Among the Covid Sceptics: ‘We Are Being Manipulated, without a Shadow of a Doubt’


Samira Shackle | The Guardian - TRANSCEND Media Service

Who are the people who have come to follow wild conspiracy theories about Covid-19?

An anti-lockdown protest in London, 20 March 2021.
Photograph: Guy Bell/Rex/Shutterstock

8 Apr 2021 – When the pandemic hit in March 2020, Anna, a young woman from Bradford, was waiting for surgery for endometriosis. The surgery was cancelled, leaving her in excruciating pain. She was forced to close her business, a small tattoo studio that she had opened two years earlier, at the age of 24. She could no longer pay for the weekly counselling that had been helping her deal with her troubled childhood. Her partner lost his job. Anna was convinced that if she caught Covid, she would die. “I was in a terrified bubble, having the news on constantly, crying, worrying, panicking,” she told me. For weeks, she waited anxiously for news about support for shuttered businesses. The cash grant, when it finally came, fell far short. Other business expenses – insurance, bills – went on her credit card. She considered suicide.

Feeling abandoned by the government and frustrated by the daily press briefings, Anna and her partner researched the virus online. On Facebook, Instagram and YouTube, they came across theories about the origins of coronavirus that the mainstream media weren’t talking about – that it was engineered in a lab in China, say, or that it had been artificially spliced with HIV. Some of it seemed implausible to Anna, but it was enough to convince her that the media wasn’t telling the full story. “Loads of people were saying ‘even if you die from a heart attack, they’ll put it down as a Covid death’. I was looking into that, and how many people who died had pre-existing health conditions,” she said. “It was to make me feel better, so I wouldn’t be as scared.”

She read dense, seemingly scientific material which claimed that PCR testing – the throat and nasal swabs that are considered the gold standard of Covid tests – leads to enormous numbers of false positives. She read that the World Health Organization had said that Britain is testing at too high a sensitivity. She read about the cost of lockdowns, and Sweden’s more permissive approach. She read about the death rate; 1% didn’t sound that high at all. Looked at another way, 99% survived. By the end of the first lockdown, Anna was no longer afraid. She was angry. “I’d been sat in my house for four months, in absolute agony, no mental health support, no financial support, and it did an absolute number on me,” she said.

Anna was not the only one to respond this way. During the first few months of the pandemic, a broad movement coalesced online. At the most extreme end were outright Covid deniers, those who believed that the virus didn’t exist and the pandemic had been fabricated. At the other were Covid sceptics or anti-lockdowners, those who thought that the numbers were exaggerated or that the government had an ulterior motive for restricting freedoms. Over the past year, these views have attracted more and more adherents. Occasionally, the most extreme activists have taken direct action: setting fire to 5G masts which they suspected of spreading the virus, entering Covid wards and attempting to remove relatives, visiting hospitals to film empty corridors and posting them as “evidence” that the public is being lied to about the numbers of sick and dying. On New Year’s Eve, a doctor at St Thomas’ hospital in London filmed a crowd of protesters who had gathered outside holding placards and chanting “Covid is a hoax”.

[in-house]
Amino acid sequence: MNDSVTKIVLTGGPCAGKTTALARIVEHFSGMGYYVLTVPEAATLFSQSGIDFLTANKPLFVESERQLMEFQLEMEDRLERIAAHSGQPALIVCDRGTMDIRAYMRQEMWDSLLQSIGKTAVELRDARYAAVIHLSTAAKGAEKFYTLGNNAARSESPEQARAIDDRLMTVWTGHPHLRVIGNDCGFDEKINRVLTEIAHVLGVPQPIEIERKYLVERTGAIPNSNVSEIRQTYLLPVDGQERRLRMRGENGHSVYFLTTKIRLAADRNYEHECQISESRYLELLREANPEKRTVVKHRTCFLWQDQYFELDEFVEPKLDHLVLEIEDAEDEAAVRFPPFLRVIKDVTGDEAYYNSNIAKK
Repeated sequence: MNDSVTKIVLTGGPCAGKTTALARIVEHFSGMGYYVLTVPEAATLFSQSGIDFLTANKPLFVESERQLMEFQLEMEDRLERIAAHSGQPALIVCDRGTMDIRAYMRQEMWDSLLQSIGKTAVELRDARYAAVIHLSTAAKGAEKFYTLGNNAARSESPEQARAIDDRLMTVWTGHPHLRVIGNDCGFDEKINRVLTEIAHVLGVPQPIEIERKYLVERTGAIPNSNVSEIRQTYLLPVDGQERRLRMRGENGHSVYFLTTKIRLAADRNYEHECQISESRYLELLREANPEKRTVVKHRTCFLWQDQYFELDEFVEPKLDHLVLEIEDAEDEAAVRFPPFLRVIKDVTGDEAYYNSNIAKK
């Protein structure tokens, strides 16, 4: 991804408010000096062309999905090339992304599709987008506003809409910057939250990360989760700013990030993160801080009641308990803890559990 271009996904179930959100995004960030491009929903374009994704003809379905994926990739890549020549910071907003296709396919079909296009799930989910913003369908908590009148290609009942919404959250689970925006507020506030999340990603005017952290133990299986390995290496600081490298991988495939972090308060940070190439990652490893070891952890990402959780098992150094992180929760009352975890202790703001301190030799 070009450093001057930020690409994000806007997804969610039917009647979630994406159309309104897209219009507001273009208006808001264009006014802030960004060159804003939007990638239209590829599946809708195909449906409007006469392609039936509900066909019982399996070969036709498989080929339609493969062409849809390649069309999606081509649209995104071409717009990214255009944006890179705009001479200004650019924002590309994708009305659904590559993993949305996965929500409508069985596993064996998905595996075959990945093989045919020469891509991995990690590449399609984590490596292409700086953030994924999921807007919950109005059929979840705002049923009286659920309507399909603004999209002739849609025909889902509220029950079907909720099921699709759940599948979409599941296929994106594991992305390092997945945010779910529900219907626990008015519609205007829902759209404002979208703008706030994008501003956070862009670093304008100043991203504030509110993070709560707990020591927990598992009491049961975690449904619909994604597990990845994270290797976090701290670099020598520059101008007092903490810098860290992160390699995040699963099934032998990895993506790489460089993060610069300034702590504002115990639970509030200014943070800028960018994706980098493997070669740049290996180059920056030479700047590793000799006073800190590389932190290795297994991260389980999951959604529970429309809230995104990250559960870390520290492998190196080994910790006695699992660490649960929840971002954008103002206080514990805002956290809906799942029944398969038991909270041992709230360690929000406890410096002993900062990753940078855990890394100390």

“A lot of people think that they’re the only ones that think like they do, and they’re not,” the British businessman Simon Dolan told me in January. Early in the pandemic, Dolan, who owns a chartered airline and a motor-racing team and lives in Monaco, attempted to prove through the courts that lockdown was unlawful. The case failed, but as it picked up media attention, people contacted him to express their support – mostly small business owners, he said, and others directly affected by strict lockdown rules. “There’s thousands and thousands, more as time goes past, that think this stuff has been really overblown and there is something a bit fishy about it.”

Although these are minority views, polls suggest the numbers are significant. A YouGov survey in October found that the number of people in the UK who thought that Covid fatalities had been exaggerated was about 20%. “Civilians have come across conspiracy theories in a way they haven’t ordinarily,” said Peter Knight, a professor at Manchester studying Covid-19 disinformation. As death rates soared in December and January, Facebook groups, Instagram accounts and Telegram channels dedicated to downplaying the pandemic attracted thousands of followers.

Covid scepticism is not limited to a single demographic. Many Facebook accounts are run by suburban mums, who post memes about children being traumatised by masks. Other Covid sceptics, particularly some regulars at street protests, are members of far right and football hooligan groups. Some are fans of David Icke, the conspiracist’s conspiracist, who believes that coronavirus is spread by 5G. Still others came to the movement via alternative health and new age communities, jumping into Telegram conversations about the Illuminati to talk about homeopathy and vibrations. Some are simply, like Anna, small business owners who have suffered major personal fallout over the past year. All share a conviction that they are seeing something that the mainstream is blind to.